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There is a certain kind of special magic that comes from the right pairing of comic book writer and artist that elevates the work of both individuals. There are many legendary creative teams in comic book history. However, writers and artists tend to stay together for extended periods less today than in the past. There are a number of factors – tight deadlines, shifting assignments and increased opportunities. So while writers and artists can put together a great run of a few arcs, in many cases they don’t continue working together regularly after that run. So let’s look at the comic book creative teams that have worked together at a high level for an extended period and are still at it.
Brian Michael Bendis has had great working relationships with a number of artists (such as Alex Maleev and Mark Bagley), but he’s built a unique and exciting character with Italian artist Sara Pichelli. Bendis and Pichelli are the creators of Miles Morales, the former “Ultimate Spider-Man” who was brought into the main Marvel Universe with Secret Wars. With Morales now debuting in a new series, Spider-Man #1, Bendis and Pichelli are again teaming up to be the creative team on that series. Though one will probably eventually leave the series, the two have built a very strong early foundation for the Miles Morales Spider-Man.
It takes a lot to stand out among creative teams when it comes to Batman titles since there have been so many excellent ones. However, writer Scott Snyder and artist Greg Capullo have been working together on Batman regularly since the post-New 52 debut on the series in 2011. Snyder has become the modern architect of Batman stories at DC, but Capullo has also played a big role in the series as well, offering dynamic and stylistic artwork. The work of this creative team on one of the oldest and most popular characters in comic books deserves a lot of credit.
This one almost didn’t count for “current” since writer Mark Waid and artist Chris Samnee wrapped up their lauded run on Daredevil in 2015. However, the creative team reunited in the new series Black Widow #1, which came out on March 2nd. Waid and Samnee brought a lot of energy, complexity and craft to their lengthy run on Daredevil. Samnee won an Eisner Award in 2013 and Waid won both an Eisner and a Harvey for his writing while working on Daredevil. The re-teaming of this creative team with Black Widow is exciting for fans.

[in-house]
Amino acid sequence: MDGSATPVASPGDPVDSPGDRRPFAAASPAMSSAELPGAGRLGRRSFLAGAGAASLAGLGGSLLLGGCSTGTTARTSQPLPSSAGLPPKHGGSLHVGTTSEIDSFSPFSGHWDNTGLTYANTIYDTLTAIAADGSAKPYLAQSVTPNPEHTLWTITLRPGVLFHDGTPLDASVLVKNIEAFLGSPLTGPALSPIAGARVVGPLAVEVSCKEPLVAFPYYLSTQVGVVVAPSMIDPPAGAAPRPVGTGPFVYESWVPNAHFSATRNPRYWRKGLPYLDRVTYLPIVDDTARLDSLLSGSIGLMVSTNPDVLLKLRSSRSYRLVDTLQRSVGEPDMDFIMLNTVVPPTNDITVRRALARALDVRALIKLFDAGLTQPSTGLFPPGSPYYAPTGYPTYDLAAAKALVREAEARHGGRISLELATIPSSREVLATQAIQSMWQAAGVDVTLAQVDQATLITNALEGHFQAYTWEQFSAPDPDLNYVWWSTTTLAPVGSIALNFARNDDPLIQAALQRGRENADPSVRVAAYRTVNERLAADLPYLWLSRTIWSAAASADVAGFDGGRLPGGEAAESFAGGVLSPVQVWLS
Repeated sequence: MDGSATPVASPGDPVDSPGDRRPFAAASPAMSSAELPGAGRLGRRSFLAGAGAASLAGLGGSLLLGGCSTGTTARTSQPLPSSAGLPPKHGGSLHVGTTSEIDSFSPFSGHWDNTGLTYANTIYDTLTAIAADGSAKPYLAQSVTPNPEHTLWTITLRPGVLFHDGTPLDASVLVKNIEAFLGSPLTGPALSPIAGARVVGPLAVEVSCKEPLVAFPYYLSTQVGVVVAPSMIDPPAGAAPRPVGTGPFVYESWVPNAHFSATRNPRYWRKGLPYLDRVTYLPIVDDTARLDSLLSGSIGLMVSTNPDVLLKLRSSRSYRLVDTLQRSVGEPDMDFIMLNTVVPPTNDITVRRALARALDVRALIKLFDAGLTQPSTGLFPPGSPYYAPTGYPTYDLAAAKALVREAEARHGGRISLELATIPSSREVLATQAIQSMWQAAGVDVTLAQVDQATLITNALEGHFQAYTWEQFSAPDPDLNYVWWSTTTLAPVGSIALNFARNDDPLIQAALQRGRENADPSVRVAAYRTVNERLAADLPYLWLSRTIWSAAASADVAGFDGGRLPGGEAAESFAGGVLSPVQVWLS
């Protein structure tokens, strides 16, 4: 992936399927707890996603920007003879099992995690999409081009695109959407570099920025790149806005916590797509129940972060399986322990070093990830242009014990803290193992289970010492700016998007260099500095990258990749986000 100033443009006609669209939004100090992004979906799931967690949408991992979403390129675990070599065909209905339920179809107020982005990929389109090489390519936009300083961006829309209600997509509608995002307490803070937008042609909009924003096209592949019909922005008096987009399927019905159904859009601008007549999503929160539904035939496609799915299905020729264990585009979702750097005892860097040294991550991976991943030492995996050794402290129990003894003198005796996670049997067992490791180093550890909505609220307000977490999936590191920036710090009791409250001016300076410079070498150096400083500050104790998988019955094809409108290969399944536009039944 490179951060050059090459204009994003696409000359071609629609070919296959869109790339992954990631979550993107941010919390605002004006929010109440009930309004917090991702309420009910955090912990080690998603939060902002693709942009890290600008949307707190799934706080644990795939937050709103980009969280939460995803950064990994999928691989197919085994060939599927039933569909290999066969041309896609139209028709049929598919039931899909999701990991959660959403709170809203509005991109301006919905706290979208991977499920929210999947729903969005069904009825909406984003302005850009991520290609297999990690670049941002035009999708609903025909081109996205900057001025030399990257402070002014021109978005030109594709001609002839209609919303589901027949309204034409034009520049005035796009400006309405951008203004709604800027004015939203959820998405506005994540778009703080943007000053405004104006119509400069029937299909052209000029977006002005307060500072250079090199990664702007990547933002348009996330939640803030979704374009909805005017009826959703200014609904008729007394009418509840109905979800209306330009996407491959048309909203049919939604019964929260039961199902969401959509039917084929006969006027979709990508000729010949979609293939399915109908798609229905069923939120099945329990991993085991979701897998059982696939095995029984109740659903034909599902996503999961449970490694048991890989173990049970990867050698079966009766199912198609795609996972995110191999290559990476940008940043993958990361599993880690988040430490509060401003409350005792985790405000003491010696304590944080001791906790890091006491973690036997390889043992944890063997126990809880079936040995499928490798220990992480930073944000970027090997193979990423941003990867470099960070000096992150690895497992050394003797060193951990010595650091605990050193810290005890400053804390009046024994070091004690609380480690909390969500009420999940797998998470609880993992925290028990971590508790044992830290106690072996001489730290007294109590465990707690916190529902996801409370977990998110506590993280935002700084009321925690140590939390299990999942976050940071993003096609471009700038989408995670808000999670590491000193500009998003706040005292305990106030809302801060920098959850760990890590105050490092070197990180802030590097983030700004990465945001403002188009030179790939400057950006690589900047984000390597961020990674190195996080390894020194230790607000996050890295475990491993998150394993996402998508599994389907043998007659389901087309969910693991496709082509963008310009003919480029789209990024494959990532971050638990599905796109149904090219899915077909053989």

If we look at the raw number of series that a creative team has done together, the duo of Ed Brubaker and Sean Phillips would be among the tops in any group. In addition to their recently completed 12-issue miniseries The Fade Out, Brubaker and Phillips also collaborated on Fatale and Criminal. The partnership between Brubaker and Phillips is a great example of how a creative team, despite the modern challenges of working together for an extended time, can actually thrive in independent comics. The two signed a five-year deal in 2014 with Image Comics, so their work together is not finished in any way. The series completed by Brubaker and Phillips are also quite good, making them one of the best creative teams working today.
Although Brian K. Vaughan and Fiona Staples have worked on “only” one series, it is a great one that has been a deep collaboration. Saga, with numerous awards – for the series as well as Vaughan and Staples – has become one of the most popular contemporary comics, even including those from Marvel and DC. Vaughan has had great collaborators before (Pia Guerra on Y: The Last Man and Tony Harris on Ex Machina), so he must have an eye for great talent. Saga feels like a big collaboration, which is really how it should be for a creative team, so it would not be a surprise if this series goes on for many years — unless its creators decide that they should end it. Until then, Vaughan and Staples continue to be the best creative team in comics.
There are many excellent creative teams out there, even if we limit the discussion to teams who have worked together for an extended time and continue to do so. Although extended partnerships are relatively rare in mainstream comics, it is becoming more common in creator-owned comics. Many other creators could have been on this list (this was a difficult list to make). What other creative teams do you think should be on the list?